Today’s Kästle has adopted one of skiing’s venerable names, but behaviorally the skis they are crafting in the present share zero DNA with the skis the brand made in the past. We know whereof we speak because we skied the Austrian Kästles of thirty years ago and they were beastly things to bend. (Kästle also formerly concocted all kinds of cockamamie skis, too numerous to mention here, including the hilarious, hollow-core B-52. But we digress.)
Where their flagship skis of yore demanded total commitment from a well-conditioned athlete, today’s Kästles couldn’t be more amenable. Okay, the fattest BMX models do take some persuading to tip and turn, but there’s nothing in the past to compare them to as such Powder skis were non-existent twenty years ago.
Kästle isn’t embarrassed to charge a premium for their sticks, nor should they be. They invest a premium in assuring an exquisite finish, a vital ingredient many so-called boutique brands overlook. Their exceptional on-hill comportment is attributable to far more than just a well-polished edge, however; they flow downhill like a molten, slippery liquid, clinging to terrain. Like parting lovers, each passionate embrace ends suddenly, only to be repeated in the next moment. They impart a sense of security as dependable as a mother’s love, always supporting and encouraging their charges to excel. They’re able to deliver these sensual sensations because Kästle don’t skimp on construction quality and they’ve figured out how to marry a fairly forgiving longitudinal flex – the better to adapt to terrain - to sufficient torsional rigidity to hold on granite. To which we say, bravo.
If any brand in the world could have sat on a pat hand, it was Kästle. But their management knew their collection had created overlap in some areas while neglecting obvious opportunities in others, so they made serious changes to their FX and BMX families. The net effect was to tie these two off-piste-oriented clans closer together (they share a common construction), while making them demonstrably different from Kästle’s all-world MX models.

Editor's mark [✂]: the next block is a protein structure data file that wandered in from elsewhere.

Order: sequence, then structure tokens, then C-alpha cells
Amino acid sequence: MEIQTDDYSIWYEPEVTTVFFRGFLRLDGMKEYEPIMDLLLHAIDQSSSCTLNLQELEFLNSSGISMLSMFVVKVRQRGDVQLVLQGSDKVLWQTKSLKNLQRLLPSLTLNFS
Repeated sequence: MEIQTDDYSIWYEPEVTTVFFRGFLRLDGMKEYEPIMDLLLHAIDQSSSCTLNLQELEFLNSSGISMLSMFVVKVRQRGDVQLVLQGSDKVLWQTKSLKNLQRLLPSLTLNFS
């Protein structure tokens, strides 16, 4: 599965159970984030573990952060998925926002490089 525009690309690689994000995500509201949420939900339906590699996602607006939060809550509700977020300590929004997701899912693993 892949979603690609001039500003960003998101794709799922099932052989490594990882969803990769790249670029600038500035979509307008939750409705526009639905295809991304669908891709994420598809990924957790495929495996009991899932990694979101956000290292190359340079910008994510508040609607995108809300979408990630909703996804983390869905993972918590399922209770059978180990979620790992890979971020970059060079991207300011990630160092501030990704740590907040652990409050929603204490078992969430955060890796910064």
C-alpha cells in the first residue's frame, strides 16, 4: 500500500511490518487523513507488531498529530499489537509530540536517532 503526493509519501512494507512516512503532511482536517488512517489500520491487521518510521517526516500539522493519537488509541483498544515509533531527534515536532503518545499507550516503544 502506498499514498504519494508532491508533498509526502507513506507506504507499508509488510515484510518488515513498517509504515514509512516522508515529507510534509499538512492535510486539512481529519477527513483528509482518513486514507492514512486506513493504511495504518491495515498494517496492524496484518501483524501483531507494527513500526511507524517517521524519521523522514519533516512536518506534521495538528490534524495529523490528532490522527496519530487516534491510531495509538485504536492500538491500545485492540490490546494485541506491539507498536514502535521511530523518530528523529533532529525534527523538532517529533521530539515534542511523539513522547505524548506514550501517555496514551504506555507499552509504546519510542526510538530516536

However hazy the boundaries might have been between previous MX, FX and BMX series, that fog has lifted.
While the MX and FX models appear to overlap, with FX models down to 85mm (underfoot) and MX models available up to 98mm, were you to ski them side-by-side you wouldn’t notice much family resemblance. The focused MX models still cut hard snow with the precision of a mohel, while the laid-back FX family chills on the accuracy obsession, assuming an air of nonchalance befitting their soft-snow, freeride orientation.
The obvious opportunity Kästle had overlooked during their renaissance was making non-metal versions of the off-trail FX and BMX models. In the off-piste world, metal is often perceived as more liability than benefit, so Kästle created two classes of these series: HP, designating the presence of two sheets of Titanal in the ski’s lay-up, and a lighter clone of the same ski without the metal, HP suffix or cough-inducing price tag.
While we don’t want to create the impression that Kästle has abandoned their principles, the new FX and BMX models are significant departures from their immediate ancestors. There’s more of a Finesse flavor to the FX family, even the HP versions, and the “B” in BMX doesn’t stand for “barge” anymore.
The other notable debut from Kästle this season is the CPM 82, marrying the softer flex of the LX 82 construction to the greasy smoothness of carbon to create a luxury cruiser that could bear the Mercedes nameplate.
In-depth reviews of 12 models—with key performance ratings ( ? ) and genre model comparisons ( ? ) —are in our member section
Radius: 16.5m @ 176cm
Weight: 1900g @ 176cm
Stability at speed and a balance between power and forgiveness are quintessential properties in a race ski. They also happen to be the defining traits of the Kästle RX12, a hybrid that eschews specialization for a more ecumenical behavioral profile.
Which is a fancy way of saying it makes you feel great without extracting a high toll for the experience. Like a decathlete, the RX12 isn’t the quickest or strongest, but possesses a blend of athletic attributes that together make it a champion. Our test model was a mere 168cm, but it held up bravely under skiers both powerful and ponderous, earning high marks for stability at speed.
Easy to manage and unflappable in the face of adversity, the RX 12 rides like a limo with fast-twitch reflexes. “It was ready for anything,” lauded the Dude, the alias of our XXL evaluator.
Radius: 14.5m @ 162cm
Lengths: 146, 154, 162, 170
Weight: 1470g @ 162cm
The realskiers testers who fill out the bulk of our Kästle test cards each season have been skiing and selling the brand for years, and while familiarity has hardly bred contempt, it has engendered a slightly distorted, insider’s view of the brand.